As the number of consumer-oriented Internet of Things (IoT (opens in new tab)) devices grows, so does the interest of cybercriminals, new research has found.
A report from Atlas VPN (opens in new tab) based on data published by cybersecurity firm SonicWall found that malware attacks against IoT devices grew by two-thirds (66%) between 2019 and 2020. Last year, the total number of attacks recorded hit 56.9 million, up from 34.3 million the year before.
Regional distribution of this malware (opens in new tab) is uneven, the report further says, arguing that North America saw significantly more attacks, compared to the rest of the world. The data shows IoT malware in North America leaping 152%, while in Europe, on the other hand, that jump has been relatively smaller - 48%. Asia saw an 18% rise in IoT malware year-on-year, while the remaining regions - Africa, Australia, and South America - 17%.
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Rachel Welch, COO at Atlas VPN noted that consumers should protect their IoT devices in the same manner as they would protect their computers and smartphones: by regularly updating the software, setting up strong, unique passwords (opens in new tab), and disabling any device features they don’t need, thus limiting potential entry points for criminals.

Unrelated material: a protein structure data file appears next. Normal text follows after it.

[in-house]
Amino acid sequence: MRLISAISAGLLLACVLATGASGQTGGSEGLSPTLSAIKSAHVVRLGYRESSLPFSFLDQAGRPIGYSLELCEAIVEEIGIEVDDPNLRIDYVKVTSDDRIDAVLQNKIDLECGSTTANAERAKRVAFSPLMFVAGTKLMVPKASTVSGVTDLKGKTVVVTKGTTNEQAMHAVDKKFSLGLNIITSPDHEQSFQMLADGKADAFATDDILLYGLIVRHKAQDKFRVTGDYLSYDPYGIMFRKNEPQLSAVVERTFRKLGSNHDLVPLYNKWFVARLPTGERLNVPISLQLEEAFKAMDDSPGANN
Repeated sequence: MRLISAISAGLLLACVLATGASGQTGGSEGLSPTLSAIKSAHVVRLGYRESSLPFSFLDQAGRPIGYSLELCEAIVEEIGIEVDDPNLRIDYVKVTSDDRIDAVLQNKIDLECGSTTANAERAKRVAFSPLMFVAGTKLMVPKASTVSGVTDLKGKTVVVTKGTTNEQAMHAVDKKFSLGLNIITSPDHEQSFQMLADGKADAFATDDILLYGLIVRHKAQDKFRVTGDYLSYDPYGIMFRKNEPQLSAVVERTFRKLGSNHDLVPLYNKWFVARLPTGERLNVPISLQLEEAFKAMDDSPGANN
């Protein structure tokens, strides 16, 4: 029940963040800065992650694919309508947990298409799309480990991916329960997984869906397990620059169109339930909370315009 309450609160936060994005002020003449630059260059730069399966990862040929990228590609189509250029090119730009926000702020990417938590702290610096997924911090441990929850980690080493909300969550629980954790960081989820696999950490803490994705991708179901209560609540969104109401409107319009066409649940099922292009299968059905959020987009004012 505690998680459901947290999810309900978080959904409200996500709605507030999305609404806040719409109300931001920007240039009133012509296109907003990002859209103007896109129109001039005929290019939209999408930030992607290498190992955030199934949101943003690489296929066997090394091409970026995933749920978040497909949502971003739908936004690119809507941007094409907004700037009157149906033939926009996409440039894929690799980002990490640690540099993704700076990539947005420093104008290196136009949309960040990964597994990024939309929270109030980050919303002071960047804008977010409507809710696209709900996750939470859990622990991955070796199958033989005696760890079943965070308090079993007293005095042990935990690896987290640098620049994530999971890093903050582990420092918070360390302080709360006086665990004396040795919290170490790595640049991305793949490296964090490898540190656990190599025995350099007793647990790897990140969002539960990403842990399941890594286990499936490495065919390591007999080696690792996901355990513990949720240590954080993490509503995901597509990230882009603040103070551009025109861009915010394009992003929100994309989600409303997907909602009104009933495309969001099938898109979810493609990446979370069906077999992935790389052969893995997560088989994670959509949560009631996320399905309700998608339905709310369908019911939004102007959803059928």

“It is also advisable to set up a separate guest WiFi network (opens in new tab) for your IoT devices. Thus if hackers manage to compromise any of your smart devices, they will not be able to infect computers on your primary network,” Welch added.
Atlas VPN is not the first company to warn about poor IoT cybersecurity. Late last year, Forescout published a report revealing 33 new memory-corrupting vulnerabilities that affect millions of connected devices around the world.
Back then, researchers had estimated that millions of devices, from more than 150 vendors, likely contained the vulnerabilities that could expose embedded devices to denial of service attacks, remote code execution, information leak, DNS cache poisoning, and even total takeover.
Patching, usually considered the best and fastest remedy, is often near impossible, given that many of the devices are built on open-source stacks that have been modified and republished throughout the years.
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